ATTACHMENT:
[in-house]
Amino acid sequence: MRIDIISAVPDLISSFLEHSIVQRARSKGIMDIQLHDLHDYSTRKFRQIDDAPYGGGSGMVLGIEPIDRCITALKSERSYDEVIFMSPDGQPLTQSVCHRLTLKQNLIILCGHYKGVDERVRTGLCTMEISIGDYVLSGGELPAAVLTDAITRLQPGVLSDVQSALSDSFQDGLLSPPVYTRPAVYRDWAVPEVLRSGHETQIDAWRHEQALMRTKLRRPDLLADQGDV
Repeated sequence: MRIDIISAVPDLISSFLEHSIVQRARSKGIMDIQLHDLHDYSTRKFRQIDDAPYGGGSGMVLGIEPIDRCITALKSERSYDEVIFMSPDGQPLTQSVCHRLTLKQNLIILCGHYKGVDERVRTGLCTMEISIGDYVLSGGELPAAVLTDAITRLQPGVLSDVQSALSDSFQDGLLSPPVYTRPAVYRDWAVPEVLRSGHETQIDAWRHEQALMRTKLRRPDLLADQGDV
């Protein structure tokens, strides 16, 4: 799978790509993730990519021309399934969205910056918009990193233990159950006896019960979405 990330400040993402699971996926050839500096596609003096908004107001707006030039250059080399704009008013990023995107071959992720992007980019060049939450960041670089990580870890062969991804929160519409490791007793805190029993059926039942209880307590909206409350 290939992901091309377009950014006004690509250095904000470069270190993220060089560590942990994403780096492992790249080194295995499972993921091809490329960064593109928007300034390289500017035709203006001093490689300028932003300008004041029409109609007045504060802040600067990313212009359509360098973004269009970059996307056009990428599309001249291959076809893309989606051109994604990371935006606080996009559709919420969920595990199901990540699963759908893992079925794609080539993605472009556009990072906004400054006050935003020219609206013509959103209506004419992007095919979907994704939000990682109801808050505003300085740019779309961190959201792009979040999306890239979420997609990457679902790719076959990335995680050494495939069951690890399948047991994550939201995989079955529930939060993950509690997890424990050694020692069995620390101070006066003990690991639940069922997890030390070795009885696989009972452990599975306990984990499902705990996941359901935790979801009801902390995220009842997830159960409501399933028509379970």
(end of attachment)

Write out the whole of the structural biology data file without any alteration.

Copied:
[in-house]
Amino acid sequence: MRIDIISAVPDLISSFLEHSIVQRARSKGIMDIQLHDLHDYSTRKFRQIDDAPYGGGSGMVLGIEPIDRCITALKSERSYDEVIFMSPDGQPLTQSVCHRLTLKQNLIILCGHYKGVDERVRTGLCTMEISIGDYVLSGGELPAAVLTDAITRLQPGVLSDVQSALSDSFQDGLLSPPVYTRPAVYRDWAVPEVLRSGHETQIDAWRHEQALMRTKLRRPDLLADQGDV
Repeated sequence: MRIDIISAVPDLISSFLEHSIVQRARSKGIMDIQLHDLHDYSTRKFRQIDDAPYGGGSGMVLGIEPIDRCITALKSERSYDEVIFMSPDGQPLTQSVCHRLTLKQNLIILCGHYKGVDERVRTGLCTMEISIGDYVLSGGELPAAVLTDAITRLQPGVLSDVQSALSDSFQDGLLSPPVYTRPAVYRDWAVPEVLRSGHETQIDAWRHEQALMRTKLRRPDLLADQGDV
């Protein structure tokens, strides 16, 4: 799978790509993730990519021309399934969205910056918009990193233990159950006896019960979405 990330400040993402699971996926050839500096596609003096908004107001707006030039250059080399704009008013990023995107071959992720992007980019060049939450960041670089990580870890062969991804929160519409490791007793805190029993059926039942209880307590909206409350 290939992901091309377009950014006004690509250095904000470069270190993220060089560590942990994403780096492992790249080194295995499972993921091809490329960064593109928007300034390289500017035709203006001093490689300028932003300008004041029409109609007045504060802040600067990313212009359509360098973004269009970059996307056009990428599309001249291959076809893309989606051109994604990371935006606080996009559709919420969920595990199901990540699963759908893992079925794609080539993605472009556009990072906004400054006050935003020219609206013509959103209506004419992007095919979907994704939000990682109801808050505003300085740019779309961190959201792009979040999306890239979420997609990457679902790719076959990335995680050494495939069951690890399948047991994550939201995989079955529930939060993950509690997890424990050694020692069995620390101070006066003990690991639940069922997890030390070795009885696989009972452990599975306990984990499902705990996941359901935790979801009801902390995220009842997830159960409501399933028509379970």